A SmartCloud future
Even with this depth of services available, IBM is acutely aware of the market share ‘cloud computing’ start-ups could potentially steal from its outsourced and managed IT services customers.
In March, IBM chief Sam Palmisano laid his bets on the table: cloud computing will be a US$7 billion ($6.5 billion) business for IBM by 2015.
Within a month, IBM launched SmartCloud enterprise – an IaaS service delivered from several global IBM data centres – the nearest to Australia being based in Singapore.
SmartCloud offers pay-as-you-go, self-service provision of virtual instances running Windows and Linux. It is pitched at application developers, marketers and casual users, with 99.5 percent uptime guaranteed by SLA.
The same platform will also be used to serve up middleware – tools such as Websphere app server, DB2 and Rational database tools, Lotus Domino server and some third party apps.
By the end of the year, Big Blue will launch a second generation "production quality" cloud labelled IBM Smart Cloud Enterprise +, extending its offer to the cloud provision of enterprise applications (such as SAP) running on enterprise operating systems (such as its AIX flavour of UNIX) on higher-grade hardware, matched with an SLA guarantee of 99.9 percent availability.
Shallcroft told iTnews that this service would likely be based in Australia.
The bigger picture: Integration
But even with these two genuine cloud computing platforms released, the questions must be asked: Could IBM realistically hit Palmisano’s target of US$7 billion in cloud revenues by 2015?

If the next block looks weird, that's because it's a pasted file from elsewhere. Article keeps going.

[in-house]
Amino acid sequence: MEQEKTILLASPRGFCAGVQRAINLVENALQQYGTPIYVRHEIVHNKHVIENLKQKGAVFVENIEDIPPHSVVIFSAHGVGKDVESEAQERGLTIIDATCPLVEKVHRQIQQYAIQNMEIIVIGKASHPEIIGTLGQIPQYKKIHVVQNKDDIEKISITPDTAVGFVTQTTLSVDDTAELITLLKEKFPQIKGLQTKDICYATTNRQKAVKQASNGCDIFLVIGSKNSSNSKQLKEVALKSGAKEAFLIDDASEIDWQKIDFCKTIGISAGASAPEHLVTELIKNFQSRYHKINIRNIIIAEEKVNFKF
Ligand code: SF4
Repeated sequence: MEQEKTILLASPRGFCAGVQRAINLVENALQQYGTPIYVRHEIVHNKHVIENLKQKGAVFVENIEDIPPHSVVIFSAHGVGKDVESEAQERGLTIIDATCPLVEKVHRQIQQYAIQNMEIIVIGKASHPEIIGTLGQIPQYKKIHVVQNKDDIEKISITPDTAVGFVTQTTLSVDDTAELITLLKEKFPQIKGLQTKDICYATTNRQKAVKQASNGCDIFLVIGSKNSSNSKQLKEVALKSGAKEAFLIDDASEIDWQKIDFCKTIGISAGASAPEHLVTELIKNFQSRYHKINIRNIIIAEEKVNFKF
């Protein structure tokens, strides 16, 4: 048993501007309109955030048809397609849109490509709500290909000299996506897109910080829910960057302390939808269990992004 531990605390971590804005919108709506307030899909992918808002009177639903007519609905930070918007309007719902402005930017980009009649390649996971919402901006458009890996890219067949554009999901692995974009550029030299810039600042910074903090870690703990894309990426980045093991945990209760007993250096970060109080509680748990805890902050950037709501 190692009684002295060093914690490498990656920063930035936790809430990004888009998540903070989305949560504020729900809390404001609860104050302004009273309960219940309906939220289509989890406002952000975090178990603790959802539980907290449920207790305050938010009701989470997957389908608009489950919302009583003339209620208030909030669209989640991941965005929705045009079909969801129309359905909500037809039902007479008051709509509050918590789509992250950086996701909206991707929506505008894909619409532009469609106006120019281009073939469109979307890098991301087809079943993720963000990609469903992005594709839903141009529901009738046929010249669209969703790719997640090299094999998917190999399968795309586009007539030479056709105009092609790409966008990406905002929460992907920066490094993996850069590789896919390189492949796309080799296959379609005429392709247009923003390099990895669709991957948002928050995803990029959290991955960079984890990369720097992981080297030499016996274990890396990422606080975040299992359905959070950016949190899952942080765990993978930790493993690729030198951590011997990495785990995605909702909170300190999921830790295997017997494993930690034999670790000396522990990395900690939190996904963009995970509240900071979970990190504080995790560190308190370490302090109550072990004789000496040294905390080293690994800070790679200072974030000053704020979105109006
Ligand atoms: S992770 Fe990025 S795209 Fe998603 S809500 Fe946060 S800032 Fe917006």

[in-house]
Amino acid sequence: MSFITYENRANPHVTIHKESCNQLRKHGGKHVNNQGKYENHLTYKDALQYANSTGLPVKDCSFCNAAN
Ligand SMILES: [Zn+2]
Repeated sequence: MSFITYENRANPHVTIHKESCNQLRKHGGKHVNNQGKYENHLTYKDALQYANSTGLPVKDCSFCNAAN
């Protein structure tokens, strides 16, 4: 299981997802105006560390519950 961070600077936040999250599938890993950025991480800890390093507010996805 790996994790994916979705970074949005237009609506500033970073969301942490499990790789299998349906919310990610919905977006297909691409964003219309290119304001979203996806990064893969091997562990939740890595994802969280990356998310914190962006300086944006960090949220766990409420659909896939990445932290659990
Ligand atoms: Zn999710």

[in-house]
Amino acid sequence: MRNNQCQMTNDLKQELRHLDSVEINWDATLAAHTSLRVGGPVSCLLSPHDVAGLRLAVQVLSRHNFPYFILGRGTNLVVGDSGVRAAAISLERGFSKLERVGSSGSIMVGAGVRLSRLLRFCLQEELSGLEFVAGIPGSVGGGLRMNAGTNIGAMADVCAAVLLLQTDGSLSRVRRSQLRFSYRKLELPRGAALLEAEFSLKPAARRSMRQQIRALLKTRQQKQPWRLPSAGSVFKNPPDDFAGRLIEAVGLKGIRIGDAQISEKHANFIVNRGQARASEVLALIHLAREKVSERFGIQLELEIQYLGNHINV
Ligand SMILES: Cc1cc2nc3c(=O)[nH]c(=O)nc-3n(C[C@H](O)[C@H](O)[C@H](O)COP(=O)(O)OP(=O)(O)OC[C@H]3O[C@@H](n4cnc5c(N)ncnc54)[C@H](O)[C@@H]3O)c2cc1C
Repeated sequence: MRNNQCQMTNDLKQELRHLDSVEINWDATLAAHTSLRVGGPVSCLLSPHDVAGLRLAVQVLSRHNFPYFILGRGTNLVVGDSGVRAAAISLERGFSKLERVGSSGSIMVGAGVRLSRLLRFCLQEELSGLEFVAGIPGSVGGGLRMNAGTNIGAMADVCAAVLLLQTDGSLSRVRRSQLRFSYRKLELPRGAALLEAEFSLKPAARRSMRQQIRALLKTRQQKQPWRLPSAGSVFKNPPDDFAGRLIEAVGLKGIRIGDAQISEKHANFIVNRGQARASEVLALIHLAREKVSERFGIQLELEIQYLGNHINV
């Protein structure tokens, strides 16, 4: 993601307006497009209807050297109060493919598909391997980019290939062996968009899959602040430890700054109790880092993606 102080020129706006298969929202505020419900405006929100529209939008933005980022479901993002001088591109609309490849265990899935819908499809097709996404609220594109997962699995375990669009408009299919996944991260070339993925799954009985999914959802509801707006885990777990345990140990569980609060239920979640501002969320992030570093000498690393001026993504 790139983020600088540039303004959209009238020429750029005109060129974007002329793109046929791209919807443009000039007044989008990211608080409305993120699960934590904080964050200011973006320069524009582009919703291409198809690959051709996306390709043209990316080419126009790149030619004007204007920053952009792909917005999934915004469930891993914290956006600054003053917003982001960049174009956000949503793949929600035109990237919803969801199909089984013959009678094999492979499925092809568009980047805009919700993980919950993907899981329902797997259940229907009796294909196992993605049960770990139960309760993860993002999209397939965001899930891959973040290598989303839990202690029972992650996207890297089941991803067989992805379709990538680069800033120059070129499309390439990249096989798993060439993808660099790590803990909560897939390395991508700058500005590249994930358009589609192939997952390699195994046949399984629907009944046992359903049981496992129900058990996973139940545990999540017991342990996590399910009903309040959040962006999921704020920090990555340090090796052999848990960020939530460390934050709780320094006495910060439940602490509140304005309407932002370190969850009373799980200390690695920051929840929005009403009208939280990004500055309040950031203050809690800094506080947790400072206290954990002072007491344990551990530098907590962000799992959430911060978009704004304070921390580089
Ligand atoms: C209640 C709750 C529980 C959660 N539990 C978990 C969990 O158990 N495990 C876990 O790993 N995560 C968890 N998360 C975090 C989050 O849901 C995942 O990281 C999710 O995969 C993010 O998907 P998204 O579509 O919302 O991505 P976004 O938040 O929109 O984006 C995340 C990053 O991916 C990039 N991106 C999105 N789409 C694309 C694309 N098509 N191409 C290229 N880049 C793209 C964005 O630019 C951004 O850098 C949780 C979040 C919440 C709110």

Considering that the world’s largest cloud compute, Amazon Web Services, is tracking at around US$500 million in revenues today, IBM’s goal would be no mean feat.
But that’s assuming Palmisano’s US$7 billion is based only on revenues gained from SmartCloud.
IBM’s future role will be as an integrator and broker of cloud services. That future is already well underway after IBM’s acquisition of Cast Iron in mid-2010.
Cast Iron’s technology, Shallcroft said, can "integrate workloads across both private and public clouds".
The US$7 billion figure also may assume that IBM will stretch the definition of cloud computing services well beyond what we know today as infrastructure, platform and software as a service.
Shallcroft envisages that the SmartCloud platform might someday soon serve as the infrastructure stack from which IBM could launch a range of new cloud computing services.
What would some of these services look like, if we polished up the crystal ball? Shallcroft had two very interesting suggestions.
One was ‘business process as a service’ – under which customers might choose not just to have their application software hosted and delivered as a service, but also outsource the execution of the entire business process to IBM.
It wouldn’t be dissimilar to the way, for example, that Accenture manages the Navitaire airline booking systems used by the likes of Virgin Blue and Jetstar today. The difference would be that instead of a straight outsourcing agreement, or SaaS play, the customer wouldn’t pay per IT transaction but rather, per business transaction. It might be per reservation on a flight booking tool, per employee on-boarding on a HR tool, or per loan application on an online banking tool, for example.
Analytics is also an "enormously important play for IBM", Shallcroft said, "a significant business opportunity" from which the company expects to generate a lot of revenue.
"We have started to look at SmartCloud as a platform to offer analytics services that multiple clients could consume," he hinted.
The catch is – competing with the Amazon’s and Salesforce’s would only reduce the premium IBM can charge its customers.
The challenge for Big Blue is to focus on areas where customers are prepared to pay for added value.
Copyright © iTnews.com.au . All rights reserved.
Issue: 316 | July 2013
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